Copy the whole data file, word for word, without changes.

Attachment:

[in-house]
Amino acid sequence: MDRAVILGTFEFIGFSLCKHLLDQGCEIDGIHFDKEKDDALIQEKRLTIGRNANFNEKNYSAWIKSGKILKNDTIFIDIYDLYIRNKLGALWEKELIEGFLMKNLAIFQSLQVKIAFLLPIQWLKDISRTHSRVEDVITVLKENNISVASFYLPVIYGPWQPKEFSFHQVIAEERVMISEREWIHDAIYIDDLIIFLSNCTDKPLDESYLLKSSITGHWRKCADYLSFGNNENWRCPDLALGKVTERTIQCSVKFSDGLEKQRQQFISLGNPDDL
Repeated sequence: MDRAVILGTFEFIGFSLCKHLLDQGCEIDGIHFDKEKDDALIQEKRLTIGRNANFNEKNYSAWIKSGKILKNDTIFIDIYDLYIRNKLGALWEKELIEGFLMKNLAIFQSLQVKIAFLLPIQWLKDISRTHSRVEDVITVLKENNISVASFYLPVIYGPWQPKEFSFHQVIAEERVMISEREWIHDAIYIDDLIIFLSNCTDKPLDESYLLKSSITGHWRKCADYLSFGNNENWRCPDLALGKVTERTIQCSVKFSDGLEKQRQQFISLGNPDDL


[in-house]
Amino acid sequence: MDRAVILGTFEFIGFSLCKHLLDQGCEIDGIHFDKEKDDALIQEKRLTIGRNANFNEKNYSAWIKSGKILKNDTIFIDIYDLYIRNKLGALWEKELIEGFLMKNLAIFQSLQVKIAFLLPIQWLKDISRTHSRVEDVITVLKENNISVASFYLPVIYGPWQPKEFSFHQVIAEERVMISEREWIHDAIYIDDLIIFLSNCTDKPLDESYLLKSSITGHWRKCADYLSFGNNENWRCPDLALGKVTERTIQCSVKFSDGLEKQRQQFISLGNPDDL
Repeated sequence: MDRAVILGTFEFIGFSLCKHLLDQGCEIDGIHFDKEKDDALIQEKRLTIGRNANFNEKNYSAWIKSGKILKNDTIFIDIYDLYIRNKLGALWEKELIEGFLMKNLAIFQSLQVKIAFLLPIQWLKDISRTHSRVEDVITVLKENNISVASFYLPVIYGPWQPKEFSFHQVIAEERVMISEREWIHDAIYIDDLIIFLSNCTDKPLDESYLLKSSITGHWRKCADYLSFGNNENWRCPDLALGKVTERTIQCSVKFSDGLEKQRQQFISLGNPDDL